March 20 2015: Coloring the Past

A few thoughts on this week’s PhotoShop exercise. I’m really enjoying working with Photoshop, but thank God for that history bar that allows the user to delete failed attempts at colorizing. The first attempt at adding any color or texture is always abysmal because of the tendency to lay it on too thick, resulting in a cartoon effect. In almost every case, a subtler palate is what is required. Thankfully PS allows the user to “dial it back” quiet easily.

Coming on the heels of last week’s readings, I have been thinking lately about the ethics of altering historical photographs. Many of the tools we are using, such as the dodge and burn tools, simply bring out the faded details which were there originally. Even eliminating decay seems fair game since those specs and scratches were not part of the original photo, simply evidence of decay or improper preservation. Up to this point we are restoring the photograph to its original condition.

Adding color when color was not originally present is fine when labeled as such. Like dodge and burn tools, color can highlight textures and details that were originally there, but which have been lost to the ravages of time. They can help bring immediacy to a photograph for an audience unused to looking at black-and-white images.*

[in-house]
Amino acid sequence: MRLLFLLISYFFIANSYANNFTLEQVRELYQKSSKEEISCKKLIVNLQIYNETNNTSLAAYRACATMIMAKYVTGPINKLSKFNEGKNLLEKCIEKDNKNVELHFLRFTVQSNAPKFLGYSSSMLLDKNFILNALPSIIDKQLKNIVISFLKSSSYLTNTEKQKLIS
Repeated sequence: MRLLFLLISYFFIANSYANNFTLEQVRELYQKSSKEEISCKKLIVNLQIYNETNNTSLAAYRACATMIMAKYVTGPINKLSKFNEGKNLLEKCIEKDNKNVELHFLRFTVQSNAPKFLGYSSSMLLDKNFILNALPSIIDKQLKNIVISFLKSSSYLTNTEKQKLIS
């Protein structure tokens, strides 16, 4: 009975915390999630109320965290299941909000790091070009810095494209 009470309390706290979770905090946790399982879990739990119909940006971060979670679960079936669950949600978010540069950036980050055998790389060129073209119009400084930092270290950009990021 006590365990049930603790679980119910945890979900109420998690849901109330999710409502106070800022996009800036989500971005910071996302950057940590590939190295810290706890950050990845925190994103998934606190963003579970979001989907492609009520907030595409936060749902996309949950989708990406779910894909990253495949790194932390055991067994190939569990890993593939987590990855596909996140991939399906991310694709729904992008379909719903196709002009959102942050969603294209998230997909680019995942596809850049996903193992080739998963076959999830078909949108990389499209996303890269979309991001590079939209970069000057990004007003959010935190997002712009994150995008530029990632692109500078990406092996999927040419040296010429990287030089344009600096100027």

19th and early 20th Century photographers and filmmakers usually tinted their images to great effect. These tints often disappear over time, but can be resurrected through the magic of PhotoShop. And certain colors, such as amber, are so suggestive of the Victorian era that their use in photo restoration has become almost a cliche.

A film history aside: The earliest films were hand-colored, producing beautiful images such as this: Annabelle and this: Trip to the Moon. They were hand-painted on an assembly line basis by workers, usually women, each of whom used fine camel-hair brushes to paint one color, frame-by-frame. A one-reel (10 minute) film could easily have 10,000 individual frames. Manufacturers could then give exhibitors a choice between a black and white version or the color version at a premium price.

All of which is to say that our classroom exercise has ample historic precedent. Only the tools are different.

* Film director Peter Bogdanovich reflects my sentiments precisely when he recently said, “You don’t like watching black-and-white movies? Don’t be an idiot.”

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